BBC Audio Drama Awards Return For Second Year

The BBC Audio Drama Awards return for a second year to celebrate the exceptional talent and vibrancy of audio drama, with entries open from today.
The awards pay tribute to the cultural importance of audio drama, on air and online, and are intended to give recognition to the actors, writers, producers, sound designers and others who work in the genre.
Following on from last year’s hugely successful ceremony, hosted by David Tennant, the BBC Audio Drama Awards 2013 is once again calling for entries from all makers of audio drama, both for the BBC and other broadcasters, analogue, digital and online.
The BBC is delighted also to be joining forces for a second time with the Writers’ Guild of Great Britain and the Society of Authors to announce and celebrate the winners of this year’s Imison Award for best original radio drama by a writer new to radio and the Tinniswood Award for best original radio drama.
In its inaugural year, the BBC Drama Awards 2012 - the first awards of its kind - received more than 150 entries from dramas created across the country and internationally. Winners included David Tennant for Best Actor, acclaimed writer Katie Hims for Best Audio Drama, Andrew Scott for the Best Supporting Actor and writer Hugh Hughes for Best Scripted Comedy Drama.
Among those presenting the awards were Johnny Vegas, David Edgar, June Whitfield, Richard Wilson, Don Warrington, Niamh Cusack, Bertie Carvel, Nina Wadia and Julie Myerson.
Short-listed entries will be announced on 7 January 2013 and the winners revealed at a ceremony to be held on 27 January 2013 in the Radio Theatre at BBC Broadcasting House, London.
The award categories are:
  • Best Audio Drama (Single Play)
  • Best Audio Drama (Series or Serial)
  • Best Actor in an Audio Drama
  • Best Actress in an Audio Drama
  • Best Supporting Actor in an Audio Drama
  • Best Supporting Actress in an Audio Drama
  • Best Adaptation from Another Source
  • Best Use of Sound in an Audio Drama
  • Best Scripted Comedy
  • Best Online Only Audio Drama
Tim Davie, Director of BBC Audio & Music, says: “After the success of last year, I am very proud that BBC Radio will continue to host the awards for a second year. There is so much outstanding and innovative drama on radio, and it deserves to be recognised.”
David Edgar, President of the Writers' Guild, says: "It was a privilege to give out the Imison and Tinniswood awards for radio drama as part of the BBC's Audio Drama Awards at Broadcasting House. Writing radio drama can be a lonely affair, and it was wonderful to be part of such a public celebration of one of the most enduring and effective forms of drama. It's terrific news that the BBC are bringing the awards back for another year."
Lenny Henry, actor and writer, says: “Radio drama rocks! A creative mind can make drama happen in any location, at any time period whether at the beginning of time or at the end of the world or just five minutes ago at the Slaughtered Lamb on Ilkley moor. Douglas Adams used to say on radio the sets and costumes are much better because they were in our minds - I'd like to second that!”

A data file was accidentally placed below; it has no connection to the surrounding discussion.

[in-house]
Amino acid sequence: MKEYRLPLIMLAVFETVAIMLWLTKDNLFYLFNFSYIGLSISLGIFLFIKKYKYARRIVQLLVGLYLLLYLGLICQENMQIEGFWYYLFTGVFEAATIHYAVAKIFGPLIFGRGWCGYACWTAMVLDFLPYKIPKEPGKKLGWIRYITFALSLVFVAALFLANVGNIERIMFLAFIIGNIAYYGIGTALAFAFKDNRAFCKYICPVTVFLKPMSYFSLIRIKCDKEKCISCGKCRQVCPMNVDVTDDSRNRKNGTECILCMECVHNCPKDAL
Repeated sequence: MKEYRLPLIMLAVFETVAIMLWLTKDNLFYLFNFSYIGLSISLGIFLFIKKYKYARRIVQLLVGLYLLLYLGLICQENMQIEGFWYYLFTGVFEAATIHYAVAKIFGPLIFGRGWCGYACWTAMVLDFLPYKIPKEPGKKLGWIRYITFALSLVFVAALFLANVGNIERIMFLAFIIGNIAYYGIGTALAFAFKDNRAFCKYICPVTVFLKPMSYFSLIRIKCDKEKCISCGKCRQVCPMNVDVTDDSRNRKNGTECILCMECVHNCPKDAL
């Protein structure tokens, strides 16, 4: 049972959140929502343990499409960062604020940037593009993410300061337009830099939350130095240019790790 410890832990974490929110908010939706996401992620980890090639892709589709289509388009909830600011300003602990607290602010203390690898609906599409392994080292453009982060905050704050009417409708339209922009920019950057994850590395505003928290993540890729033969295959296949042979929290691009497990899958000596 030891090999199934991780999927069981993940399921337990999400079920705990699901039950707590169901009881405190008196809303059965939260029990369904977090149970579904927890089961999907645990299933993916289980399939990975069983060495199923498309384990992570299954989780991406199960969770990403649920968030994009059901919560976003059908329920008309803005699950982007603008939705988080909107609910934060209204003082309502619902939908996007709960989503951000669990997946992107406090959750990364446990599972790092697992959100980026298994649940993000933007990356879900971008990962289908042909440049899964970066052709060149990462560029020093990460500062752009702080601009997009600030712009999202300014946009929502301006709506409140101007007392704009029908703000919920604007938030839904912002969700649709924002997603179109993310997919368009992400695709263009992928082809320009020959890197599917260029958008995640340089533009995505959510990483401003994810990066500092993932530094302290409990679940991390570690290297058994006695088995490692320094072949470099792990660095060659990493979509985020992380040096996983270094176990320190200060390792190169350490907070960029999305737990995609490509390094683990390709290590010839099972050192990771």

Johnny Vegas, actor and comedian, says: “Radio drama is a rich source of storytelling that treats the imagination rather than cheating it. It is a well-documented fact that visual lie-detection doesn’t work. Closing your eyes and listening is the surest method when searching for the truth. In an age where visual manipulation is at the heart of most television or film based drama, radio continues to trust the listener to paint their own pictures, to draw inspiration from their own mind’s eye. Whilst other media continue with technological advances in a desperate attempt to fill in the gaps, radio remains, quite simply and beautifully, CGI for the soul.”
Dame Harriet Walter, actress, says: “Radio drama is often underrated for precisely the reasons that make it miraculous. It is experienced in privacy and doesn't get the visual splash of movie and theatre promotion. But what an achievement to create worlds, atmospheres, and people we care about with nothing but words and sounds. To take a listener from kitchen sink to mountain tops, back in history or into the future, to place fictitious strangers deeply in our hearts and heads within 30-60 minutes. These awards are vital to boost radio drama to the status it deserves.”
Fiona Shaw, actress, says: “For actors, radio drama allows for a free range without public scrutiny and casting restrictions: the ugly can become beautiful, the untidy neat, the weak powerful; the actors can become their true selves given free rein on radio, their best ambitious selves.”
The closing date for submissions is midnight on 13th October 2012. Further details are available online at:
Thanks to the BBC.